Part xib case study broadband price squeeze investigation
1 / 25

Part XIB Case Study: Broadband Price Squeeze Investigation - PowerPoint PPT Presentation

  • Uploaded on
  • Presentation posted in: General

Part XIB Case Study: Broadband Price Squeeze Investigation. Australian Communications and Media Authority & International Telecommunication Union International Training Program 2006 By Mark Rakers Communications Group Compliance Section ACCC. Overview.

I am the owner, or an agent authorized to act on behalf of the owner, of the copyrighted work described.

Download Presentation

Part XIB Case Study: Broadband Price Squeeze Investigation

An Image/Link below is provided (as is) to download presentation

Download Policy: Content on the Website is provided to you AS IS for your information and personal use and may not be sold / licensed / shared on other websites without getting consent from its author.While downloading, if for some reason you are not able to download a presentation, the publisher may have deleted the file from their server.

- - - - - - - - - - - - - - - - - - - - - - - - - - E N D - - - - - - - - - - - - - - - - - - - - - - - - - -

Presentation Transcript

Part XIB Case Study: Broadband Price Squeeze Investigation

Australian Communications and Media Authority


International Telecommunication Union

International Training Program 2006

By Mark Rakers

Communications Group

Compliance Section



  • Investigation in relation to Telstra’s wholesale and retail pricing of broadband services (‘vertical price squeeze’)

  • Part A Competition Notice issued to Telstra over broadband internet pricing

  • Series of wholesale price reductions occurred

  • Negotiated outcome, $6.5m rebate

  • Notification Protocol (safeguard mechanism)

  • Significant growth in broadband take-up

ADSL Broadband market in Australia

  • Telstra dominant supplier of ADSL wholesale services – control of copper access network

  • Vertical integration - Telstra also provides retail ADSL services via BigPond (Telstra’s internet arm)

  • In 2004, approximately 300 competitors in Australia offering dial-up and broadband services

Telstra’s retail price reductions

  • In February 2004, Telstra announced a new pricing structure for its broadband retail services

  • ‘BigPond Broadband at dial-up prices’

Introduction of Download Caps

  • New BigPond retail plans offered download caps

  • Usage previously charged at 19.9 cents per MB

  • New plans - excess usage charged at 15 cents per MB once cap exceeded

Telstra’s wholesale prices

  • ACCC received a large number of complaints from Telstra’s wholesale customers following the announcement of the new retail prices

  • Telstra’s wholesale customers (and retail competitors) claimed a vertical price squeeze existed, as the new retail prices were below Telstra’s wholesale rates for the same services

    Telstra retail prices < Telstra wholesale access charges

Vertical Price Squeeze

  • Vertical price squeeze – anti-competitive ‘low’ pricing:

    • Vertically-integrated firm

    • Market power for supply of key input in ‘upstream market’ (wholesale broadband access market)

    • Reduced margins for competitors who must purchase key input (insufficient to cover downstream costs)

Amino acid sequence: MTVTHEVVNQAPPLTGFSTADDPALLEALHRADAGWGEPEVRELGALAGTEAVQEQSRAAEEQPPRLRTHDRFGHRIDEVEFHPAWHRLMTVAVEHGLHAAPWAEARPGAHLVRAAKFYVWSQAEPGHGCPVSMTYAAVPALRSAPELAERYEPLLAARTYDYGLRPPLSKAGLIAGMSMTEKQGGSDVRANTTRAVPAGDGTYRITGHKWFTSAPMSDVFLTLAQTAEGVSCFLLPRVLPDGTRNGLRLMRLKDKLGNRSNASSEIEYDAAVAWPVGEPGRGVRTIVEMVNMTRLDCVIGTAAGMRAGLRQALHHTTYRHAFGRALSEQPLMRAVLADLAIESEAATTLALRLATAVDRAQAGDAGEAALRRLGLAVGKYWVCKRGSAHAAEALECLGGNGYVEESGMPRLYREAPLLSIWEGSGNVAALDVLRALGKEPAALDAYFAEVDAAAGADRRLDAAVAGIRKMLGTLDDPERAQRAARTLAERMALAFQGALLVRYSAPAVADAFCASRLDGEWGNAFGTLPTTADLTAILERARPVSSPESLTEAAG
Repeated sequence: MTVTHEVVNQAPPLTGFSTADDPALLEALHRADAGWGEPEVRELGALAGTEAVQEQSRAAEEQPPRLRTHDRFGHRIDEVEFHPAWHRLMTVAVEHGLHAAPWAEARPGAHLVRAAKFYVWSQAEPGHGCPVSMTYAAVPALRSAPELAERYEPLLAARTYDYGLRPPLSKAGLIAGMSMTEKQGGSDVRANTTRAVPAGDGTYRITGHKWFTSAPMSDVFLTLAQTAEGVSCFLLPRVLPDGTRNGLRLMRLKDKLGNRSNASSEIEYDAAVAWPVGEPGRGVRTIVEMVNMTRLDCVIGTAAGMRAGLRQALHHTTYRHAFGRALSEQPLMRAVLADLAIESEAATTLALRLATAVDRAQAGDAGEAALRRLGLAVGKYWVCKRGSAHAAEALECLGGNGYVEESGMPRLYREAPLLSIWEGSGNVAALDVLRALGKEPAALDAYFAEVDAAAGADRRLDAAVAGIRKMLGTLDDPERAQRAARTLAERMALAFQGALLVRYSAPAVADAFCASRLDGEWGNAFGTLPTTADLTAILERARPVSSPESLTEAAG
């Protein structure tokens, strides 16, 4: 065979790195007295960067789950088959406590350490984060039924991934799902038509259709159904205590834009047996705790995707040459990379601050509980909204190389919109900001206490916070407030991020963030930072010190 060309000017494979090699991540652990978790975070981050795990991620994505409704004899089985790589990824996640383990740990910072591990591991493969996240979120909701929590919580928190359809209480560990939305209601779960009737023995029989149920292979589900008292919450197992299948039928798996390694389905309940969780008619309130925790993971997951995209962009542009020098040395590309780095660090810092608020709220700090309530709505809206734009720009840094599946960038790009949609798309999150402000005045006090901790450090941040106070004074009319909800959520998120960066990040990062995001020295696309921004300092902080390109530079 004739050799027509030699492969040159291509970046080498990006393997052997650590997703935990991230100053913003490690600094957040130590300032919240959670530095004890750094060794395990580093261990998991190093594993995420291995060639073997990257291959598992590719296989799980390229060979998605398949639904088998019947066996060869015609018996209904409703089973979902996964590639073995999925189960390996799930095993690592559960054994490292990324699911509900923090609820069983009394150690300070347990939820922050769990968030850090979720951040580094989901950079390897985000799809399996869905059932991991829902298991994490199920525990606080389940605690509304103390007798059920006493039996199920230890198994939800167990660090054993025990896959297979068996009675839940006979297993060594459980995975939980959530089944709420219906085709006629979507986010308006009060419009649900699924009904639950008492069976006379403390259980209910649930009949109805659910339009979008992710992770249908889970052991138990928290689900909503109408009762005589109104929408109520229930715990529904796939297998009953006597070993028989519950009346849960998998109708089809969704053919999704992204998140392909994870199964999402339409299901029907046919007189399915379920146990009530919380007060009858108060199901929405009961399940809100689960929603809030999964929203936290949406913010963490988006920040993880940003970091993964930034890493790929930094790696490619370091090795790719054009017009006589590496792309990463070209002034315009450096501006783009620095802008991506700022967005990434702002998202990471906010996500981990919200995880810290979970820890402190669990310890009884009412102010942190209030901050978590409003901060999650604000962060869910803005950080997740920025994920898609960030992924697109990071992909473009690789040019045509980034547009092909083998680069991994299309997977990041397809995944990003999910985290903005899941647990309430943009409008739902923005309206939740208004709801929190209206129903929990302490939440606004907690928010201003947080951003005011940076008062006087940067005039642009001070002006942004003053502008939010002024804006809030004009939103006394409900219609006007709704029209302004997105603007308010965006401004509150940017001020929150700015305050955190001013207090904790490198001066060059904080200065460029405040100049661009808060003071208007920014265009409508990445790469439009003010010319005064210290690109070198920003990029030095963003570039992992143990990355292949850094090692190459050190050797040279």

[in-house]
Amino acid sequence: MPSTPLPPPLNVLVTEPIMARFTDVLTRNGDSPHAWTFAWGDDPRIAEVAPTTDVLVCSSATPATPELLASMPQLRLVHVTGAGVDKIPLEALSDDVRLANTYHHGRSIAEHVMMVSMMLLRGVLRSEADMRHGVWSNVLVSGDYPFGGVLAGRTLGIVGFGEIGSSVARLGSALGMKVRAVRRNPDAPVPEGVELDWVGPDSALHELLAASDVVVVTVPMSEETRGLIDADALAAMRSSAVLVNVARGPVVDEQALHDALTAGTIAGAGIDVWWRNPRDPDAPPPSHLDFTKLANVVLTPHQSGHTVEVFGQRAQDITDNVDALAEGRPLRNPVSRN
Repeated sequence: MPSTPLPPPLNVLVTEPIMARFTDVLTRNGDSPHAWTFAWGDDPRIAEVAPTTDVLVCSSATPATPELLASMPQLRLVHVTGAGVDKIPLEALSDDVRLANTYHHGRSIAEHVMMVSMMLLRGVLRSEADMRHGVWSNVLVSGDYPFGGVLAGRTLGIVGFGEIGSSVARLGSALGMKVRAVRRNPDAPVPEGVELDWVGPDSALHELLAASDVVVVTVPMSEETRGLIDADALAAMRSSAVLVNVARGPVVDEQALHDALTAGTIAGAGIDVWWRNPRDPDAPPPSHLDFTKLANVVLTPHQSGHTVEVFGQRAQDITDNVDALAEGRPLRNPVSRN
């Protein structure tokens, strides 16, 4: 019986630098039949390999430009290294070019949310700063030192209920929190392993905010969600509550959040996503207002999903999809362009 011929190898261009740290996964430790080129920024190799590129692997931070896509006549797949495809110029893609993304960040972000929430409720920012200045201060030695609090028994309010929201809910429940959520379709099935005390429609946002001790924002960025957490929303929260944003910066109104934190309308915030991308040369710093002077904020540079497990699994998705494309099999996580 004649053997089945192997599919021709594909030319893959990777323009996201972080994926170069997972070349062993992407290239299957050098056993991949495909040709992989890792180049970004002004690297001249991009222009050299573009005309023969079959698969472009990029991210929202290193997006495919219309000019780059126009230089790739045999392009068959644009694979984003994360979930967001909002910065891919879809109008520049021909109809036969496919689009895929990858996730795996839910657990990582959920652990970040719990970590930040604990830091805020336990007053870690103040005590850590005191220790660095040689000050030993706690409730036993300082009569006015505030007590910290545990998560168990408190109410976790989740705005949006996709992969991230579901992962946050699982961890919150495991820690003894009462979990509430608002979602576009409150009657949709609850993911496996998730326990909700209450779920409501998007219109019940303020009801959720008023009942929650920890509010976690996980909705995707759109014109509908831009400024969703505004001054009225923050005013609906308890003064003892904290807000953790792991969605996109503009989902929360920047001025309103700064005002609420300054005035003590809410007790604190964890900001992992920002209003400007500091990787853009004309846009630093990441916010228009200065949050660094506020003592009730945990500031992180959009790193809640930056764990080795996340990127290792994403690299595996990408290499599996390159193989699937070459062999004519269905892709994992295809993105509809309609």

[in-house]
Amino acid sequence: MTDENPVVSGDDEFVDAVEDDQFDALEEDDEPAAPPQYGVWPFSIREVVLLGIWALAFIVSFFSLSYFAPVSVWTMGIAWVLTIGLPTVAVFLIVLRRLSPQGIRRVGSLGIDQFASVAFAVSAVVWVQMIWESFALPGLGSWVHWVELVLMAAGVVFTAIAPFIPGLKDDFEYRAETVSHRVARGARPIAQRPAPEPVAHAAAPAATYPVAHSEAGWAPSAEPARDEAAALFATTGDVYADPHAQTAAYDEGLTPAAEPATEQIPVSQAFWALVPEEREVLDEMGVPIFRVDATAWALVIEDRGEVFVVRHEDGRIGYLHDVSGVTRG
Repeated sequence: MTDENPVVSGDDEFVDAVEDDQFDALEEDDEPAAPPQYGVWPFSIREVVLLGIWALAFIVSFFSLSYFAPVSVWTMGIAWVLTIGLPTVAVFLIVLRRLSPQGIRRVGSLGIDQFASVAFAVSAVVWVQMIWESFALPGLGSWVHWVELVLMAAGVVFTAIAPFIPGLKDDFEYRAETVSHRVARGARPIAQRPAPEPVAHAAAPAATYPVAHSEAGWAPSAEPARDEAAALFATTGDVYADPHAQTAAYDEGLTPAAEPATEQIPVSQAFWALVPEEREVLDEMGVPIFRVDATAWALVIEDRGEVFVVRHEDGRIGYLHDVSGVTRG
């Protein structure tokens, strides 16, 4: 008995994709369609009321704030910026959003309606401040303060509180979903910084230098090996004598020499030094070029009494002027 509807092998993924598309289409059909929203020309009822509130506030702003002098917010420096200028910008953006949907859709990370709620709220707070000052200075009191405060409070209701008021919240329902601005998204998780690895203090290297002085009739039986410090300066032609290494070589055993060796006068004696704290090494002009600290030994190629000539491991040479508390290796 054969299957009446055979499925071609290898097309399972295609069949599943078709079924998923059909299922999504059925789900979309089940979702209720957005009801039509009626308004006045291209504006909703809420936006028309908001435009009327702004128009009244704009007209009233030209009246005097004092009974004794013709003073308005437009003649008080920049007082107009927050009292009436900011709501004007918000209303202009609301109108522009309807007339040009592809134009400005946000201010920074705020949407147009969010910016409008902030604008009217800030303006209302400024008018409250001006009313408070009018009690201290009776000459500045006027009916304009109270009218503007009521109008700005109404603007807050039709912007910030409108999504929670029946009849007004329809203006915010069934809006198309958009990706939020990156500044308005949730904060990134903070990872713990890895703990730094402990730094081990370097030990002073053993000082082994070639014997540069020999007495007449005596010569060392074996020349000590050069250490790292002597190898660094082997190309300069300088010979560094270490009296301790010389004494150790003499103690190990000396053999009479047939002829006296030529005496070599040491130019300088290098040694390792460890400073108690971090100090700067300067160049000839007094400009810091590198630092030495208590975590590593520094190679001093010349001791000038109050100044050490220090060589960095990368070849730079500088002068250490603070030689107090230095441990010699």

• Affects competitors ability to compete in ‘downstream market’ (retail broadband market)

  • Vertical price squeeze can be identified by the use of imputation testing

Imputation Testing

  • Imputation test involves a comparison of:

    • retail prices charged by the vertically-integrated firm for the downstream service

    • wholesale price charged by the vertically-integrated firm for the upstream service

      + additional costs incurred in transforming the wholesale service into the retail service

  • Price squeeze if:

    Retail price < wholesale price + additional costs

ACCC competition concerns

  • ACCC concerned that Telstra’s retail price reductions not matched by a similar reduction in its wholesale price for similar services

  • Without reduction in Telstra’s wholesale rates, impossible to match Telstra’s new retail prices on a sustained basis

  • Key competition concerns at the important entry level area of broadband market

  • Possible foreclosure of retail broadband market at a vital stage of broadband growth

ACCC Consumer Protection Role

  • The primary focus of the investigation involved competition concerns

  • From a consumer perspective, ACCC was concerned about impact of megabyte usage limits on new broadband plans

  • For entry level plans, usage limits can be reached very quickly, especially by consumers new to broadband services

  • ACCC publicised concerns that consumers should be aware of excess usage costs

Advisory Notice

  • Prior to the retail prices taking effect, ACCC issued an Advisory Notice to Telstra

  • Advisory Notice essentially a strong warning

  • “Change conduct to avoid a breach of the competition rule”

  • Telstra was advised to reduce its wholesale prices to a level below its retail prices

Wholesale price reductions followed ‘1st round of reductions’

  • In response to Advisory Notice, Telstra announced reductions for some wholesale broadband services

  • ACCC assessed full impact of wholesale price changes (imputation testing)

  • ACCC continued to investigate the matter to determine any anti-competitive conduct